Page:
Inductive Reasoning= a type of reasoning that reaches conclusions based on a pattern of specific examples or past events
Conditional= if->then statements
P= abbreviation for hypothesis
Q= abbreviation for conclusion
P->Q= read as “p implies q”
Counterexample= an example showing that a statement is false
Venn Diagram= can be used to illustrate a conditional
“True” & “False”= truth values
Converse= hypothesis and conclusion of the conditional are flipped/exchanged(if q, then p)
Inverse= negate the conditional (if NOT p, then NOT q)
Contrapositive= negate the converse (if not q, then not p)
Biconditional= joining the conditional and the converse with the words if and only if
Iff= abbreviation for “if and only if”
Deductive Reasoning= reasoning based on fcat
In geometry, we use definitions, postulates, theorums, and given information to support the statements we make.
Law of Detachment= IF the hypothesis of a true conditional is true, then the conclusion is true. Example: If a vehicle is a car, then it has four wheels. A sedan is a car. Conclusion based on Law of Detachment: A sedan has four wheels.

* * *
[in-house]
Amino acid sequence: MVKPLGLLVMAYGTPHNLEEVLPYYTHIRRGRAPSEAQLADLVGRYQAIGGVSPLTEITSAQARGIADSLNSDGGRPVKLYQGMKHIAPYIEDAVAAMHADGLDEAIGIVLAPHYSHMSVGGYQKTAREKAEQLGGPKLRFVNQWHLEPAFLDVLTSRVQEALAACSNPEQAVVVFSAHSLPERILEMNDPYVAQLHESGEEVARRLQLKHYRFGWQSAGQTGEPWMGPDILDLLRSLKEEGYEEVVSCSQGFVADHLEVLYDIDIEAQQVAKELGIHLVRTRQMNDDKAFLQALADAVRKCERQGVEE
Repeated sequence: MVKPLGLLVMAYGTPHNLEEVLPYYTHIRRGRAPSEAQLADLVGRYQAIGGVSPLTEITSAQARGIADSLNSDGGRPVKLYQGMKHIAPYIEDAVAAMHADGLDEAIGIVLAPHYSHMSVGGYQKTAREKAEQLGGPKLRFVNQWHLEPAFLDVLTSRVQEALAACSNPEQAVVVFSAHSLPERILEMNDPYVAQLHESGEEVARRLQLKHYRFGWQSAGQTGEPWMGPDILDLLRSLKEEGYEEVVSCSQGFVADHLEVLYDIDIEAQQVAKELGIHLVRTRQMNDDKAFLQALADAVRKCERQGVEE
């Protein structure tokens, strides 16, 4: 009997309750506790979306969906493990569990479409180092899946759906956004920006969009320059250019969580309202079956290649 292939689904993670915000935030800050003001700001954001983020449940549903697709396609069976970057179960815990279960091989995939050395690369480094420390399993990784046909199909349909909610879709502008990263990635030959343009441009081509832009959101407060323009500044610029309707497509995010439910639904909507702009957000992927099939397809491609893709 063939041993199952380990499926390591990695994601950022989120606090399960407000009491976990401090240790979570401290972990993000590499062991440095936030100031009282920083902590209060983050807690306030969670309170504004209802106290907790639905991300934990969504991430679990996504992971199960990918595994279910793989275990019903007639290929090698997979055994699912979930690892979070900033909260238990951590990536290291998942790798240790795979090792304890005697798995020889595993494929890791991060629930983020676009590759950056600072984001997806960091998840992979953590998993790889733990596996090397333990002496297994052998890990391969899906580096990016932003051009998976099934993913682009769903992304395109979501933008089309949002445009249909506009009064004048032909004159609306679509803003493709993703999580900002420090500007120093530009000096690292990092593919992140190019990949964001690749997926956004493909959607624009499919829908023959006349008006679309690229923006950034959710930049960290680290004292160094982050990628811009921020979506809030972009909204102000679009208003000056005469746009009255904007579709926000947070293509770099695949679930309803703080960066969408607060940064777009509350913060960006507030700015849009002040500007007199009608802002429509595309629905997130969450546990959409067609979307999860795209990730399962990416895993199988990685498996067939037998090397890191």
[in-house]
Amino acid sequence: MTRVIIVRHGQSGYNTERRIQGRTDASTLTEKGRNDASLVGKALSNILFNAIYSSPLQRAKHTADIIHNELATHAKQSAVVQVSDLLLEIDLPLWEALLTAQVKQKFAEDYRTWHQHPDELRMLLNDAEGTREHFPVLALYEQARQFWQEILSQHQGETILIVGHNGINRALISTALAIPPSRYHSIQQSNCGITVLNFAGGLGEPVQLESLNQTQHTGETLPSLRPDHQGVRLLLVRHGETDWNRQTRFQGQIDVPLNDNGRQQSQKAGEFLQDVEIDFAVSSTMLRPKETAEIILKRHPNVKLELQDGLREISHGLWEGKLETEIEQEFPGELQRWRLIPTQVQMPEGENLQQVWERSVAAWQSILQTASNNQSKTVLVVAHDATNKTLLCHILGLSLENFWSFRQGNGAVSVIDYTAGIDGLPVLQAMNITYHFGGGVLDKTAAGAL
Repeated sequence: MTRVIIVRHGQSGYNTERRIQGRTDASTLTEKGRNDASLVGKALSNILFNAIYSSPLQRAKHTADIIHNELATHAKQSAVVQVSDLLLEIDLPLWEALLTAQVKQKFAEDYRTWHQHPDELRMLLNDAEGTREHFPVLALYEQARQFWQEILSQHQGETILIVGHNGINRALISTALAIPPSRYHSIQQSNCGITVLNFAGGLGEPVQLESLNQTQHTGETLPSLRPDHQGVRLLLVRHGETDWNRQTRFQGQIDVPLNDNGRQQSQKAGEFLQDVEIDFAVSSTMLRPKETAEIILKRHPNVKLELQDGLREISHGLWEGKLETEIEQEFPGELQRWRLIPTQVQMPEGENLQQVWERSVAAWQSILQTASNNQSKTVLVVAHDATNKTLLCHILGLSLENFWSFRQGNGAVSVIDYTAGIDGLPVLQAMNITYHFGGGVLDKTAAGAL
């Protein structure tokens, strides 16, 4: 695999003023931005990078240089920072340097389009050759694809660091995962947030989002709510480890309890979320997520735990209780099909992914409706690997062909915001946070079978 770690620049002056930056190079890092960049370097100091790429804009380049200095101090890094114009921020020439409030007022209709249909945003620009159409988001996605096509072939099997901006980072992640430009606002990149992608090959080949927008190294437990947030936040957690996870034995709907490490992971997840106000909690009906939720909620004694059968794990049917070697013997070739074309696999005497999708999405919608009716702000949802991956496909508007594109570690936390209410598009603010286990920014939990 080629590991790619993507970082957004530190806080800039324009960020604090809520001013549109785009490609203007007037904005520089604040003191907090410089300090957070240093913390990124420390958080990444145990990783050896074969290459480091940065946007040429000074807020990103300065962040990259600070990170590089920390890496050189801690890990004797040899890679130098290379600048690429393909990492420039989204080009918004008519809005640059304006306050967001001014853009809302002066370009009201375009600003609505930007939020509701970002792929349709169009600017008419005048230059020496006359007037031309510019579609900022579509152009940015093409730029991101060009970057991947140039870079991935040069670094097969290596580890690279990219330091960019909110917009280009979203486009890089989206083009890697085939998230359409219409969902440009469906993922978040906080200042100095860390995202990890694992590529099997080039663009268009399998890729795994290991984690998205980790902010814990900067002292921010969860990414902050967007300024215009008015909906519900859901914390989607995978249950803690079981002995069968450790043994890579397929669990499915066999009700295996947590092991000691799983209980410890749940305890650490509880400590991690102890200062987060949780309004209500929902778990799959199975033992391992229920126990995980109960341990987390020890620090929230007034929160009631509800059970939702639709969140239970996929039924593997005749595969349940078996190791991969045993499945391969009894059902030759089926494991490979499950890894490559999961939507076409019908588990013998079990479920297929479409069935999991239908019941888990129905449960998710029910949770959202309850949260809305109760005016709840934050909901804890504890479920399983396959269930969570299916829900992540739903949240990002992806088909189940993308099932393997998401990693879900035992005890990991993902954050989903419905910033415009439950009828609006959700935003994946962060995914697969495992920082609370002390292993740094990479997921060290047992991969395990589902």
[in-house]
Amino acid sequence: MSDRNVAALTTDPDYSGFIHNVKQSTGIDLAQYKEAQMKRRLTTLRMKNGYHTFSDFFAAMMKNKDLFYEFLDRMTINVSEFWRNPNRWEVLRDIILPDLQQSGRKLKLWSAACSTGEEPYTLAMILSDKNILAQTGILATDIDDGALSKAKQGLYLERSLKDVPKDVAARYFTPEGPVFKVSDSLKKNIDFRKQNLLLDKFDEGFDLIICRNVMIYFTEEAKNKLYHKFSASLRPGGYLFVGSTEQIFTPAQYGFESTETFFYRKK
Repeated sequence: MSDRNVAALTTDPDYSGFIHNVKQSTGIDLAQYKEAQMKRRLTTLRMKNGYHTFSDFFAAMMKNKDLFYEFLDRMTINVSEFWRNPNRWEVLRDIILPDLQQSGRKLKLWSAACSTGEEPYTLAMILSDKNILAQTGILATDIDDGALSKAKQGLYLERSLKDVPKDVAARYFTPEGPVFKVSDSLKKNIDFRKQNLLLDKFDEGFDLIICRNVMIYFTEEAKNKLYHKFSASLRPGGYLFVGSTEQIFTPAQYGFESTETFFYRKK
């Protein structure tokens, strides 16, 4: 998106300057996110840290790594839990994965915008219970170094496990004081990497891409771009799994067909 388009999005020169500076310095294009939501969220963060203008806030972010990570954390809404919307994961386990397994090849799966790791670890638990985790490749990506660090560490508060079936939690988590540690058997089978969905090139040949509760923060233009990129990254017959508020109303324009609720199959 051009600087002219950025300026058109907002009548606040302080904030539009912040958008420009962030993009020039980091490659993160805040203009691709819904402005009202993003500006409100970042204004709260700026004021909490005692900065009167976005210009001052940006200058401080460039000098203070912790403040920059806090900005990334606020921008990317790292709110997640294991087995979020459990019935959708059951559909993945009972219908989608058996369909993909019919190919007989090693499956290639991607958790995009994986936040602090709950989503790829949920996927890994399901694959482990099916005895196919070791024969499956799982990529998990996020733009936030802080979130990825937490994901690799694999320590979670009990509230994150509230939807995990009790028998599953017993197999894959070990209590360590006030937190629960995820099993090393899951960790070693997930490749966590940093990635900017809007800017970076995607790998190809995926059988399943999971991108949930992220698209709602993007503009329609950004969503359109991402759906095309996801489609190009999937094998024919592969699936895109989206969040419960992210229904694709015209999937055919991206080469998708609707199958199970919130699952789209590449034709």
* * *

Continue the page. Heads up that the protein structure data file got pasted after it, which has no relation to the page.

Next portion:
Rule for Law of Detachment= if even one counterexample can be provided against the conclusion created, there is not correct conclusion.
Law if Syllogism= if p->q is true, and q->r is true, then p->r is true. With this law, you are basically leaping over the “q” to reach a conclusion. Example: If you are a careful driver, then you do not text while driving. (p= you are a careful driver & q= you do not text while driving) If you do not text while driving, then you will have fewer accidents. (q= you do not text while driving & r= you will have fewer accidents)
Conclusion= If you are a careful driver, then you will have fewer accidents. (p->r)
Addition Property of Equality= if a = b, then a + c = b + c